An audit about labour induction, using prostaglandin, in women with a scarred uterus.
Archives of Gynecology and Obstetrics, 08/10/2012
Cogan A et al. – Induction of labour after a previous caesarean section is still controversial. This study aims to analyse, the maternal, foetal and neonatal complications in a population of women who have a uterine scar in relation to the mode of labour and delivery. Although no increase in maternal or perinatal outcome was observed in relation to prostaglandin–induced labour after caesarean section, the authors concluded that this study was too underpowered to exclude an increased risk.Methods
- Retrospective analysis of collected data from all the singleton deliveries of patients with a scarred uterus (N = 798), admitted to the hospital between August 2006 and March 2009.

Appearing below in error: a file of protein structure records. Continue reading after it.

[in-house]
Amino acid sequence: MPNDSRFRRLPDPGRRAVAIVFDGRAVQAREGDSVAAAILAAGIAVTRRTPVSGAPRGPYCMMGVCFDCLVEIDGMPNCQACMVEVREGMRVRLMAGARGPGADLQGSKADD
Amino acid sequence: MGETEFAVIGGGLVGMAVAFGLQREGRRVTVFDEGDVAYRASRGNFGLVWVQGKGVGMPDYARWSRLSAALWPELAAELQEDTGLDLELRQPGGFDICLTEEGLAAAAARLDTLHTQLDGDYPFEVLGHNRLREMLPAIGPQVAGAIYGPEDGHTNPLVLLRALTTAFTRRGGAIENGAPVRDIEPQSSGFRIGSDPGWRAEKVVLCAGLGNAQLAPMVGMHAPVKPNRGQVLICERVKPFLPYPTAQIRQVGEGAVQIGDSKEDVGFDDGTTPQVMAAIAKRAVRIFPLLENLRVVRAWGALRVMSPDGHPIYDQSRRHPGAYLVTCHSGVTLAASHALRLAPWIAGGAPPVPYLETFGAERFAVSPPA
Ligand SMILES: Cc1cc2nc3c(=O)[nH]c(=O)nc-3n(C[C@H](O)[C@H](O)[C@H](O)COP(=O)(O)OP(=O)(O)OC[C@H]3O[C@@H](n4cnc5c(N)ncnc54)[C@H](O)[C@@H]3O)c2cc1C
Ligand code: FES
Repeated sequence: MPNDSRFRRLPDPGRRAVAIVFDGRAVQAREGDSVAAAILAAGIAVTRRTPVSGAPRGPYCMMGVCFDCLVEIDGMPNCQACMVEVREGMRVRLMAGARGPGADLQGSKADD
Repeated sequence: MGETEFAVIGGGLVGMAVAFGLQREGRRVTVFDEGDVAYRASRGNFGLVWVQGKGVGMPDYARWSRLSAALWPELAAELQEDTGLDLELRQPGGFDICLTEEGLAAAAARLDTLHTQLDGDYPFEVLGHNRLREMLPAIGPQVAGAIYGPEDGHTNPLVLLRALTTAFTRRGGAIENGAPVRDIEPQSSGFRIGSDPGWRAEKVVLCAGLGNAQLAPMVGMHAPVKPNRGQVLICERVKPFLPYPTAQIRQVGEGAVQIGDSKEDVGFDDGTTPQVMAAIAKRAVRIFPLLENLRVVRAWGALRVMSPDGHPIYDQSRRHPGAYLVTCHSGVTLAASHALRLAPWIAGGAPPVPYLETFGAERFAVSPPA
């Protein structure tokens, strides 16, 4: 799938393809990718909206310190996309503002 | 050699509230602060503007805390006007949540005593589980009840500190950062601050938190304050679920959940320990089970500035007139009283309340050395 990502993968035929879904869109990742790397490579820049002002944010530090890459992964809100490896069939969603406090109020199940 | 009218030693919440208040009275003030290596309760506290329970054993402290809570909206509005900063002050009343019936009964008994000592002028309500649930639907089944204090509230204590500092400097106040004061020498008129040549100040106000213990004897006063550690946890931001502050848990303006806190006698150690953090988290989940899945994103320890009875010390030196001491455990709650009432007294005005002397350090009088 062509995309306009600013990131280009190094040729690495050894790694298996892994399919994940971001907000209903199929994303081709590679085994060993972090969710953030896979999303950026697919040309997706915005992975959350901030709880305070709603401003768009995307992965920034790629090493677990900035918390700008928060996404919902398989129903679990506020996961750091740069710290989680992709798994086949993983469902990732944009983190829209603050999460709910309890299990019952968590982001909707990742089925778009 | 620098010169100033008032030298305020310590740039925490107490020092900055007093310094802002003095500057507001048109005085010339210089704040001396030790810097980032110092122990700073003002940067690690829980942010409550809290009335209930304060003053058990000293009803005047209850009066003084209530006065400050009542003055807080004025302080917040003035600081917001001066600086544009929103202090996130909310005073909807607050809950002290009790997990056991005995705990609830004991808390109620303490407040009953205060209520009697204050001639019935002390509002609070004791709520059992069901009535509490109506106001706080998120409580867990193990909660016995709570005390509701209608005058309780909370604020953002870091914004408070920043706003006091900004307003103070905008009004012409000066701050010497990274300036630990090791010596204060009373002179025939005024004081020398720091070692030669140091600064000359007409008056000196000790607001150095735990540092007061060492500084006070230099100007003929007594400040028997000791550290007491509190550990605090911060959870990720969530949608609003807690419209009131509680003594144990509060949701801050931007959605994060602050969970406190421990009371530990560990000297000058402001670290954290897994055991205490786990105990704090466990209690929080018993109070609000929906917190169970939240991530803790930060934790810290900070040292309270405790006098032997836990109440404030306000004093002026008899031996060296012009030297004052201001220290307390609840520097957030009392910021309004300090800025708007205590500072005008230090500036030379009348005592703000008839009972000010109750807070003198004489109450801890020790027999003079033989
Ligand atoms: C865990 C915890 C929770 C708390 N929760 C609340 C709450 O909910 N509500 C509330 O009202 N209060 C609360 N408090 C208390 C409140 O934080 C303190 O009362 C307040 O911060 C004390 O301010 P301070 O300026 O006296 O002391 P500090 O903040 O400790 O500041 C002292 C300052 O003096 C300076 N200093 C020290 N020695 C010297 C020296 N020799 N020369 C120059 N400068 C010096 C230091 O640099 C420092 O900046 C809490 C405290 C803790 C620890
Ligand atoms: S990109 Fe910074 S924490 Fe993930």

- Among 798 singleton deliveries, 36.1 % had a spontaneous labour, 12.6 % a prostaglandin–induced labour and 2.9 % an ocytocin–induced labour, and 48.4 % had an elective caesarean section.
- The chance of delivering vaginally was respectively 84.4 % for those who had a spontaneous labour, 75.2 % for those who were induced using prostaglandin, 82.6 % after induction using ocytocin.
- There were eight uterine ruptures, four after spontaneous labour (1.4 %), two after prostaglandin induction (2 %) and two at the time of an iterative caesarean section (0.5 %).
- There were no differences between groups, except the risk of haemorrhage (17.4 % after spontaneously induced labour, 34.8 % after ocytocin, 17.8 % after prostaglandin and 44.6 % after iterative caesarean section; p < 0.005) and the neonatal admissions when analysed by intention to treat only (8.3 % after spontaneously induced labour, 9.1 % after ocytocin, 12 % after prostaglandin and 16.8 % after iterative caesarean section; p < 0.009).